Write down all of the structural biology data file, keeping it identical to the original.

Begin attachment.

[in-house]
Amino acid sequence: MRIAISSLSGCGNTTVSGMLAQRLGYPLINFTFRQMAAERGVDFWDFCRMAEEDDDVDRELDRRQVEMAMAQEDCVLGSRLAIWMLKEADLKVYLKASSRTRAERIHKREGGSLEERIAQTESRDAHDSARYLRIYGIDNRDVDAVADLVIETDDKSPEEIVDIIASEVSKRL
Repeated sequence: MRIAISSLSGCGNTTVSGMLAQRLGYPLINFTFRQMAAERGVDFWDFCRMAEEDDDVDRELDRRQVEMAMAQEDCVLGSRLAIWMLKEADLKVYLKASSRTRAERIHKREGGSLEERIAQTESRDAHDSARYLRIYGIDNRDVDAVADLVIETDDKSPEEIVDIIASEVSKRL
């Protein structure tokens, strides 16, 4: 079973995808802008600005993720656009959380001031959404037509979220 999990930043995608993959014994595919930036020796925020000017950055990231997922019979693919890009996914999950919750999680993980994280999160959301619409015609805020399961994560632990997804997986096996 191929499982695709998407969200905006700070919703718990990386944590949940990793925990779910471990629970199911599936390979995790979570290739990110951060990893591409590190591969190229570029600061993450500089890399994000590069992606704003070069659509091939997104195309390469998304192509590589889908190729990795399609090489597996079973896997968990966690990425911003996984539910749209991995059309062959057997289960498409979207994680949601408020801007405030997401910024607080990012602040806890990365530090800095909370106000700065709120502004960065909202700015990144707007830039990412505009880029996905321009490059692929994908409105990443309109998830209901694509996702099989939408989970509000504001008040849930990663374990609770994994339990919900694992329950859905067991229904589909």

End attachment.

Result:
[in-house]
Amino acid sequence: MRIAISSLSGCGNTTVSGMLAQRLGYPLINFTFRQMAAERGVDFWDFCRMAEEDDDVDRELDRRQVEMAMAQEDCVLGSRLAIWMLKEADLKVYLKASSRTRAERIHKREGGSLEERIAQTESRDAHDSARYLRIYGIDNRDVDAVADLVIETDDKSPEEIVDIIASEVSKRL
Repeated sequence: MRIAISSLSGCGNTTVSGMLAQRLGYPLINFTFRQMAAERGVDFWDFCRMAEEDDDVDRELDRRQVEMAMAQEDCVLGSRLAIWMLKEADLKVYLKASSRTRAERIHKREGGSLEERIAQTESRDAHDSARYLRIYGIDNRDVDAVADLVIETDDKSPEEIVDIIASEVSKRL
């Protein structure tokens, strides 16, 4: 079973995808802008600005993720656009959380001031959404037509979220 999990930043995608993959014994595919930036020796925020000017950055990231997922019979693919890009996914999950919750999680993980994280999160959301619409015609805020399961994560632990997804997986096996 191929499982695709998407969200905006700070919703718990990386944590949940990793925990779910471990629970199911599936390979995790979570290739990110951060990893591409590190591969190229570029600061993450500089890399994000590069992606704003070069659509091939997104195309390469998304192509590589889908190729990795399609090489597996079973896997968990966690990425911003996984539910749209991995059309062959057997289960498409979207994680949601408020801007405030997401910024607080990012602040806890990365530090800095909370106000700065709120502004960065909202700015990144707007830039990412505009880029996905321009490059692929994908409105990443309109998830209901694509996702099989939408989970509000504001008040849930990663374990609770994994339990919900694992329950859905067991229904589909």